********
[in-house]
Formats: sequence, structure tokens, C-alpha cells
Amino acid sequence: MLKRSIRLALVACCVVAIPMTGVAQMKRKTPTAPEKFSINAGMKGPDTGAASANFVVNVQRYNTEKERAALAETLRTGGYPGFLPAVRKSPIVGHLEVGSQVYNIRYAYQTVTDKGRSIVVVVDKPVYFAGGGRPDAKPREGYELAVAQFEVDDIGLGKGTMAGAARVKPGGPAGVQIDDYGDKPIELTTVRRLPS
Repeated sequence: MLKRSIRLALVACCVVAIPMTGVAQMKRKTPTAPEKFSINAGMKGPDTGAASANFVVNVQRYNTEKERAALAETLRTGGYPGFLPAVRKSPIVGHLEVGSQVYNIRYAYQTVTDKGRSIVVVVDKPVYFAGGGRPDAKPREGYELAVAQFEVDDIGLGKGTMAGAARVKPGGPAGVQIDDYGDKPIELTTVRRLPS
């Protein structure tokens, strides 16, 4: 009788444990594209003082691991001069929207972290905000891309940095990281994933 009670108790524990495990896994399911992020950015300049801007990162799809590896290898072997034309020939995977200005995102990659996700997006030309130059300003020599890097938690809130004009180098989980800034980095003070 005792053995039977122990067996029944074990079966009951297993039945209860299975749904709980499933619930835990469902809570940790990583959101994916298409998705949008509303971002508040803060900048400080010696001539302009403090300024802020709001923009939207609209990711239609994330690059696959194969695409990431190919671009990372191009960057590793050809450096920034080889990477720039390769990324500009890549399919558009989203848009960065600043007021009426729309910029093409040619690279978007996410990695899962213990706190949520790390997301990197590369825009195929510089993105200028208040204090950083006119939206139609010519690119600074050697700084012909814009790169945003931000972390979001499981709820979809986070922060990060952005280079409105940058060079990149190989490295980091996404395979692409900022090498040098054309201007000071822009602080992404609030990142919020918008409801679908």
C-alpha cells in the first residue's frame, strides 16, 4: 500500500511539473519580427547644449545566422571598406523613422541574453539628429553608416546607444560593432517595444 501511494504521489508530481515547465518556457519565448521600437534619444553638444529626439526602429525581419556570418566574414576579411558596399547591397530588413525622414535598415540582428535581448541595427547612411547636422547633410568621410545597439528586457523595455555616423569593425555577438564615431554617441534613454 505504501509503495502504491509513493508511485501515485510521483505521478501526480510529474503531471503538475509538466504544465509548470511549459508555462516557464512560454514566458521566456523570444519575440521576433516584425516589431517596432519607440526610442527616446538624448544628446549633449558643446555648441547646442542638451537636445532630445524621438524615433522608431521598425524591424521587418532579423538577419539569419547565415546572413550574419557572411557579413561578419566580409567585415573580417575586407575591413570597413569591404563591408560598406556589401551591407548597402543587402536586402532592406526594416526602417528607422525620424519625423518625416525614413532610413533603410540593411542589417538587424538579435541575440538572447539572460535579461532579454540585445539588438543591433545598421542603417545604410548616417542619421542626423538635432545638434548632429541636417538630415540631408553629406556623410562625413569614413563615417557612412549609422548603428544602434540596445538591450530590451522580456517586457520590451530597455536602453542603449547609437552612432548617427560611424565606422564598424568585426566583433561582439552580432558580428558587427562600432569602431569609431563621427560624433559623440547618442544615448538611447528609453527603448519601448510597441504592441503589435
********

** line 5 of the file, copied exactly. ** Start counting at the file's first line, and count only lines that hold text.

């Protein structure tokens, strides 16, 4: 009788444990594209003082691991001069929207972290905000891309940095990281994933 009670108790524990495990896994399911992020950015300049801007990162799809590896290898072997034309020939995977200005995102990659996700997006030309130059300003020599890097938690809130004009180098989980800034980095003070 005792053995039977122990067996029944074990079966009951297993039945209860299975749904709980499933619930835990469902809570940790990583959101994916298409998705949008509303971002508040803060900048400080010696001539302009403090300024802020709001923009939207609209990711239609994330690059696959194969695409990431190919671009990372191009960057590793050809450096920034080889990477720039390769990324500009890549399919558009989203848009960065600043007021009426729309910029093409040619690279978007996410990695899962213990706190949520790390997301990197590369825009195929510089993105200028208040204090950083006119939206139609010519690119600074050697700084012909814009790169945003931000972390979001499981709820979809986070922060990060952005280079409105940058060079990149190989490295980091996404395979692409900022090498040098054309201007000071822009602080992404609030990142919020918008409801679908």